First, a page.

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When we originally conceived the idea of SIEM and log management solution for IT managers many years ago, it was because of the problems they faced dealing with high volumes of cryptic audit logs from multiple sources. Searching, categorizing/analyzing, performing forensics and remediation for system security and operational challenges evidenced in disparate audit logs were time consuming, tedious, inconsistent and unrewarding tasks. We wanted to provide technology that would make problem detection, understanding and therefore remediation, faster and easier.
A recent article in Slate caught my eye; it was all about Infomercials…staple of late night TV and a pitch-a-thon that was conducted in Washington DC for new ideas. The question is just how would you know a “successful” idea if you heard it described?
By now, SIEM has “Crossed the Chasm” , indeed the Gartner MQ puts it well into mainstream adoption, but in the early days, there was some question as to whether this was a real problem or if, as is too often the case, if SIEM and log management was a solution in search of a problem.
Back to the question — how does one determine the viability of an invention before it is released into the market? Jacob Goldenberg, a professor of marketing at Hebrew University in Jerusalem and a visiting professor at Columbia University, has coded a kind of DNA for successful inventions. After studying a year’s worth of new product launches, Goldenberg developed a classification system to predict the potential success of a new product. He found the same patterns embedded in every watershed invention.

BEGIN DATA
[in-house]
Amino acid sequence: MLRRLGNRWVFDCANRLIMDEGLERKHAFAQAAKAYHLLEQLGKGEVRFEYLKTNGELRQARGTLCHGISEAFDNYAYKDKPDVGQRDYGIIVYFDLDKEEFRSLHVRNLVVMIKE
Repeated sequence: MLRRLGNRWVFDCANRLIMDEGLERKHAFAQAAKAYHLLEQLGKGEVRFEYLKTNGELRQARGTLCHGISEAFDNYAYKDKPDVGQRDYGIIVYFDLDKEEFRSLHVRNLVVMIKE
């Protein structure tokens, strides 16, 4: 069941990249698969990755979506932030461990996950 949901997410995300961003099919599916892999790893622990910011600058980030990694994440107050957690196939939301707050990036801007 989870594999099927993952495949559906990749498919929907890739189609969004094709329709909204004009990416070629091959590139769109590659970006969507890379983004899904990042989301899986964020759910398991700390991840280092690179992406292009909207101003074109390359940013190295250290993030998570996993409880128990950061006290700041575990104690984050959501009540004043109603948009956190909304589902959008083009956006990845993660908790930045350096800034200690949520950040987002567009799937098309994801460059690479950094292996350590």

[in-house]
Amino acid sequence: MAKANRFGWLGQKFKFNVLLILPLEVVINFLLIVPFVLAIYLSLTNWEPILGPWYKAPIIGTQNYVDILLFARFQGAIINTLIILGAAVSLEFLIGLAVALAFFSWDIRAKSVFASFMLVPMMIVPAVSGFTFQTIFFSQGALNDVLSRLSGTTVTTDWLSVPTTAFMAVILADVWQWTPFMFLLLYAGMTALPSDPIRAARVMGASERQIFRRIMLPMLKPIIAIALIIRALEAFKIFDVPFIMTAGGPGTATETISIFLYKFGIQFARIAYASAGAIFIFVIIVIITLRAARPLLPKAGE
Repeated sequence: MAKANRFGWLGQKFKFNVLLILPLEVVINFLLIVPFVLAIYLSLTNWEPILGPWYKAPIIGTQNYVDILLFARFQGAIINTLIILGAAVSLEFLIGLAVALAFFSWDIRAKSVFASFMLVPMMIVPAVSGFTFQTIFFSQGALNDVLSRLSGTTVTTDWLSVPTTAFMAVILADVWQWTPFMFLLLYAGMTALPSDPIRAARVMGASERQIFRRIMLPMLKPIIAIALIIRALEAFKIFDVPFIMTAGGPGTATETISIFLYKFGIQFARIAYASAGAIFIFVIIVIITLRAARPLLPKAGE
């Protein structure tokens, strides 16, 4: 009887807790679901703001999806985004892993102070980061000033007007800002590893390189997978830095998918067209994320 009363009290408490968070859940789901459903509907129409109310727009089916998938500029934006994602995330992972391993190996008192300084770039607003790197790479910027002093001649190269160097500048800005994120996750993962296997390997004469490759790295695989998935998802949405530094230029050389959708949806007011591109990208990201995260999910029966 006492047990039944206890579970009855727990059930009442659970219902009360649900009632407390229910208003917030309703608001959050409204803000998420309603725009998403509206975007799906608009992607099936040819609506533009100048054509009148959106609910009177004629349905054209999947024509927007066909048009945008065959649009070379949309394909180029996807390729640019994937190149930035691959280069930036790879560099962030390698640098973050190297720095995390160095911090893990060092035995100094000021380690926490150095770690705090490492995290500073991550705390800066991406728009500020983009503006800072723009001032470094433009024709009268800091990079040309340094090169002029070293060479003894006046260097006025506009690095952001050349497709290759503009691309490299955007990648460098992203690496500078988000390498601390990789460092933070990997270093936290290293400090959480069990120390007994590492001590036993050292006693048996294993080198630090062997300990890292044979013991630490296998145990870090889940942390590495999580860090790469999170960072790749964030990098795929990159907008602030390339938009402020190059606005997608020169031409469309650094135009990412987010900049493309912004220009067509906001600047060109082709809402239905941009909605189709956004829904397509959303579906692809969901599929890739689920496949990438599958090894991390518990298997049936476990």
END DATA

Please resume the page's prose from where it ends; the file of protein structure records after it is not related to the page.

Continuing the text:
The first is subtraction—the removal of part of a previous invention.
For example, an ATM is a successful invention because it subtracts the bank teller.
Multiplication is the second pattern, and it describes an invention with a component copied to serve some alternate purpose. Example: the digital camera’s additional flash to prevent “red-eye.”
A TV remote exemplifies the third pattern: division. It’s a product that has been physically divided, or separated, from the original; the remote was “divided” off of the TV.
The fourth pattern, task unification, involves saddling a product with an additional job unrelated to its original function. The iPhone is the quintessential task unifier.
SIEM and log management solutions subtract (liberate) embedded logs and log management functionality from source systems.
SIEM and log management solutions (via aggregation) the problems that can be detected with correlation that would have gone unnoticed otherwise.
EventTracker also meets the last two criteria–arguably decent tools for managing logs ought to have been included by OS and platform vendors (Unix, Linux, Windows, Cisco all have very rudimentary tools for this, if anything); so one can say EventTracker provides something needed for operations (like the TV remote) but not included in the base product.
With the myriad features now available such as configuration assessment, change audit, netflow monitoring and system status, the task unification criteria is also satisfied; you can now address a lot of security and operational requirements that are not strictly “log” related – “task unification”.
When President Obama praised innovation as a critical element in the recovery in his State of the Union, he may not have had “As Seen on TV” in mind but does SIEM fit the bill?
What’s the message supposed to be? That SIEM and log management solutions are (now?) a good invention? SIEM has crossed the chasm!
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